Friday, May 13, 2011

Ryan Pyle Blog: Is Brazil the New China?


I found this article a few days back on Reuters and I thought to myself, wow.....really? It seems that Foxconn and Apple are teaming up to build iPhones and iPads in Brazil. The reason behind it seems to be that Apple is under-performing in Brazil and the consumer market there is growing rapidly as new wealth expands the middle class. High import taxes seem to price most of these products out of reach for most consumers, so why not build them in Brazil and cut prices.

But I think it's important to look beyond just producing for the Brazil market. Foxconn and Apple will most likely aim to export to the rest of South and Central America as well as the United States, and perhaps even in a few decades Foxconn will ship iPads from Brazil to China.

With China's increasing wages, raising currency and a spurt of suicides last year; it's become obvious that the cost of doing business in China is on the way up. Foxconn need to start thinking global if they want to continue to produce high-tech products. We are also less than a decade away from Foxconn opening up a plant in Africa some where as well.

For those people out there who think that China will always be the workshop of of the world, think again. These jobs now flow across borders like trade winds. The moment a country becomes too expensive or "un-friendly" companies move to other countries offering better tax breaks.

I'll never forget back in 2004 when my landlord in Shanghai was telling me how he just moved his factory to Vietnam because China was getting too expensive - and that was 7 years ago. Times are changing. The Foxconn / Brazil / Apple article is below.

Original Link:
Copyright: Reuters
Foxconn Brazil iPad deal facing barriers: reports
Fri, May 6 2011

SAO PAULO (Reuters) - Taiwanese electronics giant Foxconn wants to begin assembling iPads in Brazil by July, but it is still seeking tax breaks and other government concessions as part of an investment plan that could be worth up to $12 billion, Brazilian media reported on Friday.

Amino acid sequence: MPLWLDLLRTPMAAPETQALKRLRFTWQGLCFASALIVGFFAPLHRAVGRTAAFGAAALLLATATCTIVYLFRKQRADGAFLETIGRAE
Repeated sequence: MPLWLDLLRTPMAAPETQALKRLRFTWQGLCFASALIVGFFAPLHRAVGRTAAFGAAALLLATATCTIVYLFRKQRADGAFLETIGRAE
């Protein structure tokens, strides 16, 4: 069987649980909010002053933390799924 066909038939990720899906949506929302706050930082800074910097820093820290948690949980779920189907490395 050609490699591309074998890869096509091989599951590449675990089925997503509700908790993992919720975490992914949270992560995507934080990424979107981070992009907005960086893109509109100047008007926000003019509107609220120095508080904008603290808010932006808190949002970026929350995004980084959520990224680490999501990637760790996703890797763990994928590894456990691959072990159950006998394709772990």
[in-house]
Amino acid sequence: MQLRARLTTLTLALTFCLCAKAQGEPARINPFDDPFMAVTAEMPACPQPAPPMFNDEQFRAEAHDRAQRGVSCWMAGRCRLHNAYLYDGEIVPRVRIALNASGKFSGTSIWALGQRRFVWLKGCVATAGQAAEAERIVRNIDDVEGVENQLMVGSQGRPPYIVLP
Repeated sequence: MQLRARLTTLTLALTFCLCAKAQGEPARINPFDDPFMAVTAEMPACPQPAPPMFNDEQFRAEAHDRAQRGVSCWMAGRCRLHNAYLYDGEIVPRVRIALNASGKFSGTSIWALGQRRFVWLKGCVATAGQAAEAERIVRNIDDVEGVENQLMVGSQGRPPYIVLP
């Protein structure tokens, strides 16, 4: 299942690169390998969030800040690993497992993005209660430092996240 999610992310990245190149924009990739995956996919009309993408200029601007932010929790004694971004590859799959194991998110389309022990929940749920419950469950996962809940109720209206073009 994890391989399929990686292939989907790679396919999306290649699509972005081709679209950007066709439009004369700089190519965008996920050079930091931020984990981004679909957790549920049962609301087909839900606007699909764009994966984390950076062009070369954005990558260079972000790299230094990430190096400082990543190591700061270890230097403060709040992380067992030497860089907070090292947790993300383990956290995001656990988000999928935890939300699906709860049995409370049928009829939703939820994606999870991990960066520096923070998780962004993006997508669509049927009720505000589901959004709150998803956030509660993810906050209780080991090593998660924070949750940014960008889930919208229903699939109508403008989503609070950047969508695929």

Foxconn Technology Group, maker of Apple Inc's iPhone and iPad, announced its intention to dramatically ramp up production in Brazil last month during a visit to China by Brazilian President Dilma Rousseff.

Foxconn has moved up its desired start date for assembling iPads in Brazil to July from November, seeking to tap massive demand for the device in Brazil's booming consumer market, according to newspapers Estado de S.Paulo and Folha de S.Paulo. Their reports quoted government officials.

"It's a daring timeline. Whatever is within our reach, we're going to work on making that viable," Science and Technology Minister Aloizio Mercadante told Folha.

Foxconn's plans have generated excitement among Brazilian officials, who are hoping their country can move up the value-added manufacturing chain despite extremely high labor costs, taxes and an overvalued currency that have made business difficult for other factories in recent months.

The project could also give Foxconn and Apple a better foothold in Brazil, where high-tech gadgets are often priced out of the market because of import tariffs and production costs. Apple's cheapest iPad currently retails for about $860 in Brazil, versus $400 in the United States.

Several obstacles remain to the deal's full implementation. Rousseff recently received a long letter from Foxconn chief Terry Tou detailing several conditions for both short-term and long-term investments, the reports said, quoting Mercadante.

The company is negotiating tax incentives for production and other measures that would make it easier to import components for local assembly, the reports said. Foxconn also wants government assistance in dispatching 200 Brazilian engineers to China for training as soon as possible.

Foxconn intends to first begin assembling iPads in Brazil using imported parts, and then start producing screens and other parts locally in coming years, the reports said.

Skilled labor shortages and the likely need for a local partner in the venture have caused some Brazilian economic officials to privately question whether the total investment will reach anywhere near $12 billion, the amount cited by Rousseff last month.
The deal will also require funding from Brazil's BNDES state development bank, Mercadante said, which is under pressure to slow loan growth amid a rise in inflation.

Ryan Pyle

1 comment:

  1. That could be very possible. I believe they have low price manpower over there.



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